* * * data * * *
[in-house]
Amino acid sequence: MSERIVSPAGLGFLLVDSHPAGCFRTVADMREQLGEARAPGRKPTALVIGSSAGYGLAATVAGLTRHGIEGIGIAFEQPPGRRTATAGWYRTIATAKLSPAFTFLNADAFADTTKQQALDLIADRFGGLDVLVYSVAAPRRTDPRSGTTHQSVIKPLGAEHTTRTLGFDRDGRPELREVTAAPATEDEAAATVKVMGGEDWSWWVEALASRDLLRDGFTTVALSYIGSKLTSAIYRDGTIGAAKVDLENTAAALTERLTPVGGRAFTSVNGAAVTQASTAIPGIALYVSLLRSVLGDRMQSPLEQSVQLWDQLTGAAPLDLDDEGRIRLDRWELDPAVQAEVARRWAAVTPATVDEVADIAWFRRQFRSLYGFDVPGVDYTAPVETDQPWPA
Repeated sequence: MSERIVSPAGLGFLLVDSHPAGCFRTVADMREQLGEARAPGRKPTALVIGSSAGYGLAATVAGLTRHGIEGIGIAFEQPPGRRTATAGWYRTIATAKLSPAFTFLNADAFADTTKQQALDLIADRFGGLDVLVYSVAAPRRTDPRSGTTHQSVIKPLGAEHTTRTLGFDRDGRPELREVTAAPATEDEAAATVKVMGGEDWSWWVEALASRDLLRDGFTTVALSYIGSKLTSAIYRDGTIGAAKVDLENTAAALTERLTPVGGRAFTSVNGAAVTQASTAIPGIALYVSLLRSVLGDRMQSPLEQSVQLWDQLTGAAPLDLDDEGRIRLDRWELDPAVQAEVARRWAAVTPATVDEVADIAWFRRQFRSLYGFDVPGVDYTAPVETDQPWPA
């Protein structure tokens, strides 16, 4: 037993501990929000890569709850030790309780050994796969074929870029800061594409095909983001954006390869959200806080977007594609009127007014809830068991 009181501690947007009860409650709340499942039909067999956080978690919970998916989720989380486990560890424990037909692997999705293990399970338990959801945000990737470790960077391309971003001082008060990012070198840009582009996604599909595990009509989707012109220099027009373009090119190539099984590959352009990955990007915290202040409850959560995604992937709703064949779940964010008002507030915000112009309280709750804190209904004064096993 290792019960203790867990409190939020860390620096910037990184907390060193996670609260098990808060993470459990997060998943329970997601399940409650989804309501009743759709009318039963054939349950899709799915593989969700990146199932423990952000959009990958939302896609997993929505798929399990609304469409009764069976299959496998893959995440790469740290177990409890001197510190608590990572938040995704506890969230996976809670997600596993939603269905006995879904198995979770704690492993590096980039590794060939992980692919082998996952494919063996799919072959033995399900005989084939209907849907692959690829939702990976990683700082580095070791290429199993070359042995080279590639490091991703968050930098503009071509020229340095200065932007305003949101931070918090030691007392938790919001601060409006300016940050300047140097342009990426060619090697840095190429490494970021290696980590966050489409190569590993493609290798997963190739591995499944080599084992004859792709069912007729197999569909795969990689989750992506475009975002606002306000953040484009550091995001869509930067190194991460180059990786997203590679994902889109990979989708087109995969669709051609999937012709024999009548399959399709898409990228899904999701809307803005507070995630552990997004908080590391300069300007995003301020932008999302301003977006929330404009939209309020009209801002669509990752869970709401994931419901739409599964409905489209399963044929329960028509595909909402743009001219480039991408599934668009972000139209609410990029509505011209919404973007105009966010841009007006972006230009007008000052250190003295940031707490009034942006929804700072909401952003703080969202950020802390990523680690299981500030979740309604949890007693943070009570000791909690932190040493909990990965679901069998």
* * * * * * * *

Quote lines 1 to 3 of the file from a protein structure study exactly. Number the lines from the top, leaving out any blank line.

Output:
[in-house]
Amino acid sequence: MSERIVSPAGLGFLLVDSHPAGCFRTVADMREQLGEARAPGRKPTALVIGSSAGYGLAATVAGLTRHGIEGIGIAFEQPPGRRTATAGWYRTIATAKLSPAFTFLNADAFADTTKQQALDLIADRFGGLDVLVYSVAAPRRTDPRSGTTHQSVIKPLGAEHTTRTLGFDRDGRPELREVTAAPATEDEAAATVKVMGGEDWSWWVEALASRDLLRDGFTTVALSYIGSKLTSAIYRDGTIGAAKVDLENTAAALTERLTPVGGRAFTSVNGAAVTQASTAIPGIALYVSLLRSVLGDRMQSPLEQSVQLWDQLTGAAPLDLDDEGRIRLDRWELDPAVQAEVARRWAAVTPATVDEVADIAWFRRQFRSLYGFDVPGVDYTAPVETDQPWPA
Repeated sequence: MSERIVSPAGLGFLLVDSHPAGCFRTVADMREQLGEARAPGRKPTALVIGSSAGYGLAATVAGLTRHGIEGIGIAFEQPPGRRTATAGWYRTIATAKLSPAFTFLNADAFADTTKQQALDLIADRFGGLDVLVYSVAAPRRTDPRSGTTHQSVIKPLGAEHTTRTLGFDRDGRPELREVTAAPATEDEAAATVKVMGGEDWSWWVEALASRDLLRDGFTTVALSYIGSKLTSAIYRDGTIGAAKVDLENTAAALTERLTPVGGRAFTSVNGAAVTQASTAIPGIALYVSLLRSVLGDRMQSPLEQSVQLWDQLTGAAPLDLDDEGRIRLDRWELDPAVQAEVARRWAAVTPATVDEVADIAWFRRQFRSLYGFDVPGVDYTAPVETDQPWPA